‘Obscene’ Compensation Deal for Outgoing President
The faculty association at the University of Calgary wants the administration to scale back what it calls an “obscene” supplementary pension deal for outgoing university president Harvey Weingarten.
The recommendation is one of several contained in an open letter delivered to the university’s board of governors after Alberta’s auditor general revealed that after just nine years at the university, Weingarten will retire in January with a pension worth $4.75 million.
In an Oct. 1 report, Auditor General Fred Dunn slammed the university for taking seven years to finalize Weingarten’s employment contract and the terms behind his pension, failing to document the original verbal agreement and failing to report the real value of his pension deal on financial statements.
In its letter to the board, the faculty association said there is a long-standing transparency problem at the institution, one that has led to a “widespread belief” in “all sorts of undisclosed expenditures hidden within the budget — slush funds to support the pet projects of the powerful few within the university administration — while the core programs are left to wither through continuous erosion of funding… (which) seems to point to either incompetence or malicious intent (in the sense of a specific desire to keep significant expenditures secret).”
The association has asked for an external financial audit, among other measures, to fix the transparency problems once and for all.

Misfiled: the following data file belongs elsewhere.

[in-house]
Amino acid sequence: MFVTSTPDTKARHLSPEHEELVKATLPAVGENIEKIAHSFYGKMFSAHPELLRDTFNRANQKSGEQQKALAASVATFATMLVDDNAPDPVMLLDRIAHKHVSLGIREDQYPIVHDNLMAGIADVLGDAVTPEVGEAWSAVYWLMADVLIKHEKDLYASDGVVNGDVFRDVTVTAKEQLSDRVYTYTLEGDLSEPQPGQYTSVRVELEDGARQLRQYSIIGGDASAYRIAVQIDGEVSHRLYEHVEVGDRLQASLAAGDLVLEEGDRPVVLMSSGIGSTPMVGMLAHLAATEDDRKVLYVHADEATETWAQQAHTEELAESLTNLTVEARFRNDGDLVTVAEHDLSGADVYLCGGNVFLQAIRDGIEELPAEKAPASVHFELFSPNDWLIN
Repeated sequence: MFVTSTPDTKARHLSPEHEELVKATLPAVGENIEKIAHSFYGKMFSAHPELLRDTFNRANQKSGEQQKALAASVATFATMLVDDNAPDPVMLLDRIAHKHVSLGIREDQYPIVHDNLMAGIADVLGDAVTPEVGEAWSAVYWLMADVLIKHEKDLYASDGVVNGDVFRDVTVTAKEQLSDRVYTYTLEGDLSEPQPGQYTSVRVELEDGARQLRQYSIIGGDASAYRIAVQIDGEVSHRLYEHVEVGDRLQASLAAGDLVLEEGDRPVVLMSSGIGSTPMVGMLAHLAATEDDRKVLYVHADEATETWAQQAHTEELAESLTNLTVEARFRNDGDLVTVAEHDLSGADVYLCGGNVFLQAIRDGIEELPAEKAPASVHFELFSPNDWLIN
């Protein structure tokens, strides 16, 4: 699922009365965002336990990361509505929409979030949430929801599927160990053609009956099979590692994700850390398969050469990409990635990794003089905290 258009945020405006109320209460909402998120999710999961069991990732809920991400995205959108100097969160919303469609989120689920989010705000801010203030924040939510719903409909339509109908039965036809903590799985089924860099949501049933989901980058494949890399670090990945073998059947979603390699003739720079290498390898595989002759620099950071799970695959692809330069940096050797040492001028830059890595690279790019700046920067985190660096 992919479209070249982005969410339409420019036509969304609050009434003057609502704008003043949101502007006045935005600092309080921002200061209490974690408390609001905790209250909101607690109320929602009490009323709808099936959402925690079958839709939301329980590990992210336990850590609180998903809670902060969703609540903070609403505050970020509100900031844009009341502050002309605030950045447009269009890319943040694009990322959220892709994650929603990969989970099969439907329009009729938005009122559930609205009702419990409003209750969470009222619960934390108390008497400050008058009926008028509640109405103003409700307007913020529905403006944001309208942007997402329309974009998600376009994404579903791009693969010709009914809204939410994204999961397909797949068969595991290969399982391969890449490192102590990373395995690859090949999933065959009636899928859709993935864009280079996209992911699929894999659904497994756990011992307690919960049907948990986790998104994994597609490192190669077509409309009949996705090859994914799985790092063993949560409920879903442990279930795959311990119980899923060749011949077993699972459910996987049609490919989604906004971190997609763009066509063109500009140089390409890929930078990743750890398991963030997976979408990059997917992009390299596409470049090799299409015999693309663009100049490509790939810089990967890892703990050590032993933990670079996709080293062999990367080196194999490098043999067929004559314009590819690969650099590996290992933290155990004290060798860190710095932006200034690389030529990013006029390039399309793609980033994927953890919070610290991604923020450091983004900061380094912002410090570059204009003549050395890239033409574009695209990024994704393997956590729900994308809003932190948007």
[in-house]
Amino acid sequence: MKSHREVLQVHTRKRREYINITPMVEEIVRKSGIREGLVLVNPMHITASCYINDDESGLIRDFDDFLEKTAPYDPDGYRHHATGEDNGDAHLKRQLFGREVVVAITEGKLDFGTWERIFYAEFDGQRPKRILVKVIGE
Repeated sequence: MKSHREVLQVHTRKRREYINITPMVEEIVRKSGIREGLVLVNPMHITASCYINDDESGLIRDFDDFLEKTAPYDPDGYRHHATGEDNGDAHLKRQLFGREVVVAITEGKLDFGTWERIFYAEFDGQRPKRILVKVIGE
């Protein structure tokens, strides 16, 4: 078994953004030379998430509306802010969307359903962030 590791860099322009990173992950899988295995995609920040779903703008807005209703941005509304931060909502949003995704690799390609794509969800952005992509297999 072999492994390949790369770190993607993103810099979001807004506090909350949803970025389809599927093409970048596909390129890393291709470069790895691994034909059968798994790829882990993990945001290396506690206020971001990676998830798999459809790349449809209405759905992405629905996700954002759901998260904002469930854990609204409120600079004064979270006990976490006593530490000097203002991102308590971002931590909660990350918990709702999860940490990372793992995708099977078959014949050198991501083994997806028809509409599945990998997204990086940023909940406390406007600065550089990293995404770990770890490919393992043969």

But it isn’t just the transparency issue that has upset the faculty association, it’s the value of the pension package.
“One of our big concerns with the auditor general’s report is his suggestion that there is nothing wrong with the amount the president is receiving,” said faculty association president Anne Stalker.
The deal tops up the pension Weingarten will receive from 22 earlier years of service at McMaster University to reflect his higher salary at Calgary.
“A president should be paid well, and Weingarten should receive a supplementary pension for his service at the University of Calgary,” said Stalker. “Our objection is to having that apply to his 22 years at McMaster and having us pay for it.”
Described in the letter as “obscene,” the faculty association suggests the amount is “additional under-the-counter benefits dressed up to look like ‘pension’.”
“This has a significant financial impact on the university,” said Stalker. “It will be like we are paying two presidents, while at the same time staff are being laid off, academic staff vacancies are not being filled and some departments can’t afford to buy pens.”
She said about 40 management and professional staff were laid off in early October and more cuts are expected ahead of an anticipated funding freeze from the province.
“Our members and so many others in the university community are outraged,” said Stalker, adding when times are difficult people need to pull together for the health of the institution. “This undermines those efforts…there is no trust left.”